I am a big advocate of body positivity and learning to love the skin you are in. ⠀ As both a Registered Dietitian and Personal Trainer, I get asked by people all the time to help them “look” a certain way, whether this means looking thinner or being more muscularly defined. However, being more esthetically pleasing to conform with societal standards doesn’t always = healthier. ⠀ By fighting to be these “perfect” body types, your mental health may be compromised, you may be eliminating key nutrients from the diet, your labs may be too high or too low, you may be more at risk for getting injured, and your mental health may suffer. ⠀ Instead of focusing on trying to be a certain number on the scale or trying to fit into a certain size of clothes, focus on balancing your diet with healthy foods, getting more movement in your day, enjoying foods in moderation, and preventing and managing disease. Celebrate your small wins on the daily, for these will add up later in a major way. ⠀ It is better to strive for a realistic body weight with perfect labs, perfect blood pressure, and zero signs of pre-diabetes, rather than be “thinner”, with multiple nutrient deficiencies, hair loss, and a broken bone. ⠀ Every BODY is beautiful, but it is up to you to nourish it with tender, love, and care. A healthy outside, starts with a healthy inside. ⠀ Comment ⬇️ with something you love about your body.
To minimize your risk of exposure, make a list of everything you need before you head out to the store. Not only will this save you time, it will also help save you money by avoiding impulse purchases. There are several available apps, which can help make the grocery list process much easier than that old paper and pen method. Some of the top-rated apps include: AnyList, Yummly, Grocery IQ, ListEase, Target Cartwheel, and OurGroceries. Apps, such as AnyList and OurGroceries, allow you to link all of your family members under one account. This helps streamline the grocery shopping list process so that everyone can add any necessary items at their leisure and in real-time. Additionally, several apps help organize groceries by category (i.e. dairy, frozen food, produce, etc.) and contain bonus features such as: a built-in cost analysis tool, nutrition scores of food items, and recipe ideas.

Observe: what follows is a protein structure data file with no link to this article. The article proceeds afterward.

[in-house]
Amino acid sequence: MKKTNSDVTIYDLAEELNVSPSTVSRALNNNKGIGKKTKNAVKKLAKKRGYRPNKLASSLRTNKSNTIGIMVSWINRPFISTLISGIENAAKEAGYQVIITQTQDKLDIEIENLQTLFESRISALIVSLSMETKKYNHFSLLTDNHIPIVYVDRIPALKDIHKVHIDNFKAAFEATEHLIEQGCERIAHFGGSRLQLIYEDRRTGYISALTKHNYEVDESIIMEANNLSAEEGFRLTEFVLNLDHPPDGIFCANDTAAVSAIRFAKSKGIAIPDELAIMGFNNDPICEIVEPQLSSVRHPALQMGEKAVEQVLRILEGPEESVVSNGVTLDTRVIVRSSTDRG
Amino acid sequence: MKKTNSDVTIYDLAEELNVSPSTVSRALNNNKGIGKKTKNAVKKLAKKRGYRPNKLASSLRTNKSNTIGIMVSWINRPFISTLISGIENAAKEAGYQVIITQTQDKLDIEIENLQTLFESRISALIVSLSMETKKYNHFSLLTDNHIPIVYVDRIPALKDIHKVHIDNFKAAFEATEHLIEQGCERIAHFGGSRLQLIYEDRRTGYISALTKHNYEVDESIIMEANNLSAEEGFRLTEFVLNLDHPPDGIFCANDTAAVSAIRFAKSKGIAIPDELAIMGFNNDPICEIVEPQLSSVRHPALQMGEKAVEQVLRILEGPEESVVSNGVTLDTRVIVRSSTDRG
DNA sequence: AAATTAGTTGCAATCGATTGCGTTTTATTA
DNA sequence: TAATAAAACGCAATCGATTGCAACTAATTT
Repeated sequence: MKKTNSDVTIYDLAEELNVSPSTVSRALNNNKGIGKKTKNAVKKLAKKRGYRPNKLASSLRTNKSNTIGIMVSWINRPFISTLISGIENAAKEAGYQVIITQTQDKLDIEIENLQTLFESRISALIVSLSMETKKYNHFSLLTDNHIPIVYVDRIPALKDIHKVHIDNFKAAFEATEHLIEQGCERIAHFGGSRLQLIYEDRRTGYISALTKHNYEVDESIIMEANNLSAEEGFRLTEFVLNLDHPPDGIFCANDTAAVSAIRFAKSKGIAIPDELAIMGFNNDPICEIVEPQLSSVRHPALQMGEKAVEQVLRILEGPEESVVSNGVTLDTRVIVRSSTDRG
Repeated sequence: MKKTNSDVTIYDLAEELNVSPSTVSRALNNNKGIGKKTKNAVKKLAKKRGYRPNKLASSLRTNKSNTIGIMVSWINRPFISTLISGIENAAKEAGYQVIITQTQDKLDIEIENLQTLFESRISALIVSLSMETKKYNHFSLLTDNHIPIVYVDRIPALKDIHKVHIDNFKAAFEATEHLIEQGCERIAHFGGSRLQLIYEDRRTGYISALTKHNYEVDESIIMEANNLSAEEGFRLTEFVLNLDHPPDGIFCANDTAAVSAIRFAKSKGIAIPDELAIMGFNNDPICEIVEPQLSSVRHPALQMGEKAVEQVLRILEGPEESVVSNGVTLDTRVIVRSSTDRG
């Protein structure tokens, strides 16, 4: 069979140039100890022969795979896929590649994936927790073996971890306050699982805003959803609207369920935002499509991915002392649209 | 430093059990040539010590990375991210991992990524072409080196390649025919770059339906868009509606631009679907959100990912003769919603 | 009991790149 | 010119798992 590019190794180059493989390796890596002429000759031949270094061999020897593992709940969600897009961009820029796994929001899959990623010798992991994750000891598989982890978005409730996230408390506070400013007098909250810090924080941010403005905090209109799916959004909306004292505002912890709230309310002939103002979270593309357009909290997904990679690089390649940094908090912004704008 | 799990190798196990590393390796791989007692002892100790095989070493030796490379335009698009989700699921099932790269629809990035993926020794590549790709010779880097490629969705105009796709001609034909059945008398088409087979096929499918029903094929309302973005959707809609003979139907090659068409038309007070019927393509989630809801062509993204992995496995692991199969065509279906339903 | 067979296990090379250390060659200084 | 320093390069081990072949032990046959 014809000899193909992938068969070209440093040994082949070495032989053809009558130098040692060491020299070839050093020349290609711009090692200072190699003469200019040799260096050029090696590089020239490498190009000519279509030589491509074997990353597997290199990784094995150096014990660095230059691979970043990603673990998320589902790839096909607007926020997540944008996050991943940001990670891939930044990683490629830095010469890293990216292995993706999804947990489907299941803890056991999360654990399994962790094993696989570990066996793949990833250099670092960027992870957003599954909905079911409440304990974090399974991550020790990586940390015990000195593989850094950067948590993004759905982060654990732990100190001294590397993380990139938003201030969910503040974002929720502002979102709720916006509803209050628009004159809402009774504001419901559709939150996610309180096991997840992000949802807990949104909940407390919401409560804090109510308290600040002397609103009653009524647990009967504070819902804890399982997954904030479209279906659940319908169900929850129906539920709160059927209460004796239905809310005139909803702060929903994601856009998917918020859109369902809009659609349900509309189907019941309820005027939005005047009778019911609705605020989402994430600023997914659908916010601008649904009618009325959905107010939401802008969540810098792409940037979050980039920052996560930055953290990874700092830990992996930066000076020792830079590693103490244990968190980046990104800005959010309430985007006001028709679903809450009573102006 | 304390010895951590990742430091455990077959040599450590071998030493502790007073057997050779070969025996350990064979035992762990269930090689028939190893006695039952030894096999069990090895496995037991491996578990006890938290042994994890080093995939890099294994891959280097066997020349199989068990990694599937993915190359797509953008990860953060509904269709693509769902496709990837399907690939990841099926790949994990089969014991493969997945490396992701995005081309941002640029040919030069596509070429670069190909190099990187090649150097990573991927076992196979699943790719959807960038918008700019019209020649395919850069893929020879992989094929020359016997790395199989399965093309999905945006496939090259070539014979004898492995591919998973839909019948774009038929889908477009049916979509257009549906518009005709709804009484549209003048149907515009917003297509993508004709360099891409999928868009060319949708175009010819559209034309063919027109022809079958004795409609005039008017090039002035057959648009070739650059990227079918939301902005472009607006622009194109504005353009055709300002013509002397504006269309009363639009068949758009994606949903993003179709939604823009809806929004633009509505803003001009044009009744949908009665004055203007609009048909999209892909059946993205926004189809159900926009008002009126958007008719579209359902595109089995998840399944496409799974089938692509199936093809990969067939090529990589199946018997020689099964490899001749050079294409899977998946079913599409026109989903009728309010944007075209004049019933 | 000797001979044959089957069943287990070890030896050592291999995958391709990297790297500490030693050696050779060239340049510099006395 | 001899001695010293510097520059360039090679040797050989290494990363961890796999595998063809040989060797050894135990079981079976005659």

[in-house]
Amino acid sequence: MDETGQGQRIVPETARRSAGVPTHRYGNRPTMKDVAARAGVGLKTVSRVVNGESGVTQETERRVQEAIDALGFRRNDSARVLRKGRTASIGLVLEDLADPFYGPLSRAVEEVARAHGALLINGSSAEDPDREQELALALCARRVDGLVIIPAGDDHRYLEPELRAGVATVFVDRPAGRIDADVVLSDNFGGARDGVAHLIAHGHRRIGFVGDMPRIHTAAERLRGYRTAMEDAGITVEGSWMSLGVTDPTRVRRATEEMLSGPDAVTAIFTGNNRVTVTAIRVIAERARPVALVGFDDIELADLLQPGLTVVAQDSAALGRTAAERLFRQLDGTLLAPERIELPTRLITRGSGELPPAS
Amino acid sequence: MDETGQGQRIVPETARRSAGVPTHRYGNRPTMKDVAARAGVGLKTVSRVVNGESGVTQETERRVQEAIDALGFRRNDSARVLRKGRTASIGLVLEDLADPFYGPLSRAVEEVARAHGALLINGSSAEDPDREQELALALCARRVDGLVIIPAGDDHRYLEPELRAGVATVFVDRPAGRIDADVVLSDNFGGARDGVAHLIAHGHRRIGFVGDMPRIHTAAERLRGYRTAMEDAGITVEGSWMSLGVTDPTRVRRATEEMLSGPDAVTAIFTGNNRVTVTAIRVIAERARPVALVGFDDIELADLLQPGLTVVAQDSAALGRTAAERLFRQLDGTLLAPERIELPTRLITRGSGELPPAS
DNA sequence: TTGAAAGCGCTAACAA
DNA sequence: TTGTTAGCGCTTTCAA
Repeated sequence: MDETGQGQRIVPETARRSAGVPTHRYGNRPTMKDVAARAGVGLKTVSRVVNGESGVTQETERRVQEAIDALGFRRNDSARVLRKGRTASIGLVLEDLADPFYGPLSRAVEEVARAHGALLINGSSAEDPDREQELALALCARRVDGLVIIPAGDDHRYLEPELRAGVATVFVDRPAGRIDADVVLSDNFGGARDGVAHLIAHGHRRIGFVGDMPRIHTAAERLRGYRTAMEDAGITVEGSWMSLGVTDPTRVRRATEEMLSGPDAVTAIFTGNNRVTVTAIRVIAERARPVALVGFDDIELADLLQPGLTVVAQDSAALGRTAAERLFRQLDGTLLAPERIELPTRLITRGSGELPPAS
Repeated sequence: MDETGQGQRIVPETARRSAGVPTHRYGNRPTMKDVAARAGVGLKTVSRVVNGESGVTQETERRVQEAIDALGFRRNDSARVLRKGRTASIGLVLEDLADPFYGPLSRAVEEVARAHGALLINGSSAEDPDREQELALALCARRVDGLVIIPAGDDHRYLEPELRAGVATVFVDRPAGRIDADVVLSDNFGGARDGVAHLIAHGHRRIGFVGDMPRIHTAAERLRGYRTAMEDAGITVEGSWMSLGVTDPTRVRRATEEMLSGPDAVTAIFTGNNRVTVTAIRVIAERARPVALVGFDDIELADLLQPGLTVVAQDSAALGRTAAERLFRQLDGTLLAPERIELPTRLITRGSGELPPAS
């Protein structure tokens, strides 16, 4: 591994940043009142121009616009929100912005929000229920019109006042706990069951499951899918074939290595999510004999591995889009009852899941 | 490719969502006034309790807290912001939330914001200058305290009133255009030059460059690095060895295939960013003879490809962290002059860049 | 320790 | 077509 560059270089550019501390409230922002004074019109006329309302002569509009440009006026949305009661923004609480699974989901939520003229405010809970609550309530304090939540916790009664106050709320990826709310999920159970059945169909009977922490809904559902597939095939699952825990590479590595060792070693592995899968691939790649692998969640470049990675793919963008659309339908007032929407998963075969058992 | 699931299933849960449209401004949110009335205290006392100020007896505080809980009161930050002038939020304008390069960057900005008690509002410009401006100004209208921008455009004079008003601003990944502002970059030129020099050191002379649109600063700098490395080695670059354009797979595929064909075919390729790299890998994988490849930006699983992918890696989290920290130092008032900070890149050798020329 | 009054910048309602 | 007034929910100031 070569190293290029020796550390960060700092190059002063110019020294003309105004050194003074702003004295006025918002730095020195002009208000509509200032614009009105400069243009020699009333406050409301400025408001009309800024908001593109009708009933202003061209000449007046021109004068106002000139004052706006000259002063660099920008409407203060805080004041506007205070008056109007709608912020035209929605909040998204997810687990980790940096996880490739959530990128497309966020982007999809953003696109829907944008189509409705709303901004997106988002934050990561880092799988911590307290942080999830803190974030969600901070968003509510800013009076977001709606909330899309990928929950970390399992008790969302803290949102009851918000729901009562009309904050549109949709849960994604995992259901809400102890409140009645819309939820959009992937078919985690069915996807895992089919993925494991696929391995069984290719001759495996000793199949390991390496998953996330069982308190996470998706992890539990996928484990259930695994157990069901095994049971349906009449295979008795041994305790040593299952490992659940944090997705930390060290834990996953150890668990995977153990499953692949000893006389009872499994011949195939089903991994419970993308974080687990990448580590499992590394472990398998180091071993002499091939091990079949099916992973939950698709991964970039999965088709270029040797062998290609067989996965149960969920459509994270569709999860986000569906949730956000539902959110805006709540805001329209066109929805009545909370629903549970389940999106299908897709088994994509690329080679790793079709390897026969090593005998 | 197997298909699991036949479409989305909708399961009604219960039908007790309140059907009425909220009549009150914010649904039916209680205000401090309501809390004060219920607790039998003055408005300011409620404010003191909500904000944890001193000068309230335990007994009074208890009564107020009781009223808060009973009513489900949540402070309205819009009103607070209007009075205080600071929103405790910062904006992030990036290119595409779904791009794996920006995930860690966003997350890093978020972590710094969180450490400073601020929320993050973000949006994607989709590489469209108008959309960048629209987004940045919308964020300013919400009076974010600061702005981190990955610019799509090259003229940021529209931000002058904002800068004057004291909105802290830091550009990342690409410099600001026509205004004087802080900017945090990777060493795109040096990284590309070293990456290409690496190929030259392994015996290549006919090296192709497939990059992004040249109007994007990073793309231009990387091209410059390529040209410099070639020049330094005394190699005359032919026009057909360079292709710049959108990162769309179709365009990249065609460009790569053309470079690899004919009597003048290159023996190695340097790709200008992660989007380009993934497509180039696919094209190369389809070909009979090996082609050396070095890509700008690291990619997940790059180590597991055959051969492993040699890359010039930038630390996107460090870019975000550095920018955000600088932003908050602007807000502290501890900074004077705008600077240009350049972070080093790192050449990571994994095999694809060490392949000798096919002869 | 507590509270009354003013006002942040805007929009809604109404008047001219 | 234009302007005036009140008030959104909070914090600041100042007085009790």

Tip 2: Be a Believer in the Freezer
It is no secret that fresh produce spoils faster than frozen, but did you know that frozen produce is actually more nutritious than the fresh alternatives? When fresh fruits and vegetables are being harvested, they are often picked before they are ripe. This allows time for them to fully ripen during transportation. However, they are not given ample time to develop a full range of vitamins, minerals, and natural antioxidants. In the U.S., produce may spend anywhere from three days to several weeks in transit before arriving at a distribution center, an additional 1–3 days on display in the supermarket, and up to 7 days in our homes before being eaten. Certain vitamins and antioxidants, such as Vitamin C, begin to decline immediately after harvesting. The longer these produce items are exposed to oxygen, the faster their nutritional value declines.